Socially Accepted Racism: How European Antiziganism Prevails

Antiziganism: racism or prejudice against Romani people. 

“The Gypsy Fortune-Teller” by Georges de la Tour (c. 1630), France, oil on canvas, 101.9 x 123.5 cm

After arriving in Europe during the Middle Ages from Northern India, Romani people faced distrust, forced assimilation, and oppression. Several states legalised the murder of Romani, and certain regions of present-day Romania only abolished Romani slavery in 1856. Together with Jews, they were blamed for nearly everything from the plague to arson, and like the Jewish people, they faced genocide under Hitler’s Third Reich in Germany, with an estimated death toll between 220,000 and 1,500,000. In Auschwitz, for instance, Dr. Joseph Mengele is said to have been particularly fond of experimenting on Romani children.

Nazi deportation of Roma & Sinti people from Asperg, 1940

Unlike the Jews, however, survivors of the Porajmos (the Romani Holocaust) received no reparations from Germany after World War II (nor did queer or disabled people). During the Nuremberg Trials, Romani justice was never an issue on the agenda. Indeed, the Federal Republic of Germany stated that everything done to Romani before 1943 were “legitimate official measures against persons committing criminal acts, not the result of policy driven by racial prejudice”, and West Germany only recognised the Porajmos as a genocide in 1982. Decades after the Holocaust, European governments (including NorwaySlovakia, and the Czech Republic) still had a policy of forced or coerced sterilisation of Romani women. The last documented case occurred as late as 2003 in the Czech Republic.

This is not a history lesson. This is a story of a continuous and appalling ethnic persecution that endures all over Europe to this day.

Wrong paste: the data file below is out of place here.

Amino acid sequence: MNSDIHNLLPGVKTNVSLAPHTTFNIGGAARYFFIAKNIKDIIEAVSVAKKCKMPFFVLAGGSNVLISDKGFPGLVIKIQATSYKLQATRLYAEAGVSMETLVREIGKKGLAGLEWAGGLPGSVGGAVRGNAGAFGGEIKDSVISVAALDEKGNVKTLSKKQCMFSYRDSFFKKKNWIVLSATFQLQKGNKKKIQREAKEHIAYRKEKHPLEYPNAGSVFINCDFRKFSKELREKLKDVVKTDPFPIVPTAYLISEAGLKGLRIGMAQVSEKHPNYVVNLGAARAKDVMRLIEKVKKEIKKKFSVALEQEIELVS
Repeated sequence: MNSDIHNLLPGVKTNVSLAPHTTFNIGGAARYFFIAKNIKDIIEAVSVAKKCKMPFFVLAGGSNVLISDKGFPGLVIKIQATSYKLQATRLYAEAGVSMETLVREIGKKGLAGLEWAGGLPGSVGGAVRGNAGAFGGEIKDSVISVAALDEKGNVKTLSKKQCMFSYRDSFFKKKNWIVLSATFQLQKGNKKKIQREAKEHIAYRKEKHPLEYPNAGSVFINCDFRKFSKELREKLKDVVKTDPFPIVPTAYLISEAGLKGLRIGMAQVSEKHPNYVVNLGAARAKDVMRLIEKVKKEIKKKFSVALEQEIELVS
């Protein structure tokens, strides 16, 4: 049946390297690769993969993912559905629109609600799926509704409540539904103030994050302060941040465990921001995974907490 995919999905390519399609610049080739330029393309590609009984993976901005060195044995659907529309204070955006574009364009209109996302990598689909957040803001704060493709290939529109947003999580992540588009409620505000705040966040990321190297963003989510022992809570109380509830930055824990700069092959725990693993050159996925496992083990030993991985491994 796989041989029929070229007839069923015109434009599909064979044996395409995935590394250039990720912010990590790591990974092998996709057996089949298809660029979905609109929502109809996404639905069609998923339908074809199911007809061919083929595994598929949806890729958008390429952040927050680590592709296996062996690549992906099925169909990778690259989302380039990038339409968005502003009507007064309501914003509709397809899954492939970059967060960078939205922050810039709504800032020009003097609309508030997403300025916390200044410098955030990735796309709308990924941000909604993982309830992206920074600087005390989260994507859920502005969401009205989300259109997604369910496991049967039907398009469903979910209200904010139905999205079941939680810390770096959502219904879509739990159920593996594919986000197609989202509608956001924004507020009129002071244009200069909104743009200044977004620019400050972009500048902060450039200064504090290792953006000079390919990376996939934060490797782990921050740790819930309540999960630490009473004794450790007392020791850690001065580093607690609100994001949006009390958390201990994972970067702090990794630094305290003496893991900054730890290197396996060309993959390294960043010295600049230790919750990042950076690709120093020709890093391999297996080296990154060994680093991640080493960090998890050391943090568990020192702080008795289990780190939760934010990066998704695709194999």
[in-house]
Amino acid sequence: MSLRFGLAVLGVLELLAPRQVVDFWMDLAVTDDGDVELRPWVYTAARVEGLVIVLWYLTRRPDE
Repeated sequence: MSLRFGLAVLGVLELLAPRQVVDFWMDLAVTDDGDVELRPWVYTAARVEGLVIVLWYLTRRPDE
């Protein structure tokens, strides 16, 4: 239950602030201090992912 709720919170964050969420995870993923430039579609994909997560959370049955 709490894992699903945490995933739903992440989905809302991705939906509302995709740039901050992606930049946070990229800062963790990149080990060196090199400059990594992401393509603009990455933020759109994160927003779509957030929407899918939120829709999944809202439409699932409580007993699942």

While “Europe” still invokes an image of old money and welfare states in the US, the continent is in fact undergoing its largest humanitarian crisis since World War II. Marginalised and oppressed groups are the greatest victims of unemployment, homelessness, and the neo-Nazi and right-wing populist rhetoric that is spewing hatred across the continent. As they have for centuries, Romani people occupy the spot at the bottom of the ethnic hierarchy.

With a new wave of European right-wing extremism, exemplified through the rise of parties such as Jobbik in Hungary and Golden Dawn in Greece, Romani people are increasingly harassed and discriminated against across the entire continent. However, the current persecution is not founded on these political movements, but rather on the deep-rooted and socially acceptable racism against Romani imbedded in European society.

The “Romani problem”, as Thorbjørn Jagland (Chair of the Nobel Peace Prize Committee) refers to it as, is centered around a lack of understanding and respect for a group with fundamentally different languages, cultures, and ways of living than the rest of Europe. Governments increasingly deny any responsibility for the welfare of Romani, who face forced and illegal evictionsgeographical segregationpoor healthcare conditions, and terrible educational support. Romani children rarely attend preschool or kindergarten, often have delayed school starts, and are not offered education in their first language (Romani variants). Additionally, they face bullying and discrimination from teachers and classmates alike. As a result, they often score poorly on placement tests, and are handed over to special education schools. This effectively segregates Romani from ethnic minority children: in Slovakia, 85% of children in the special educational system are Romani, even though Romani only comprise 10 % of the population. Romani have much higher illiteracy rates than other European populations, which in turns make them more vulnerable to exploitation and oppression.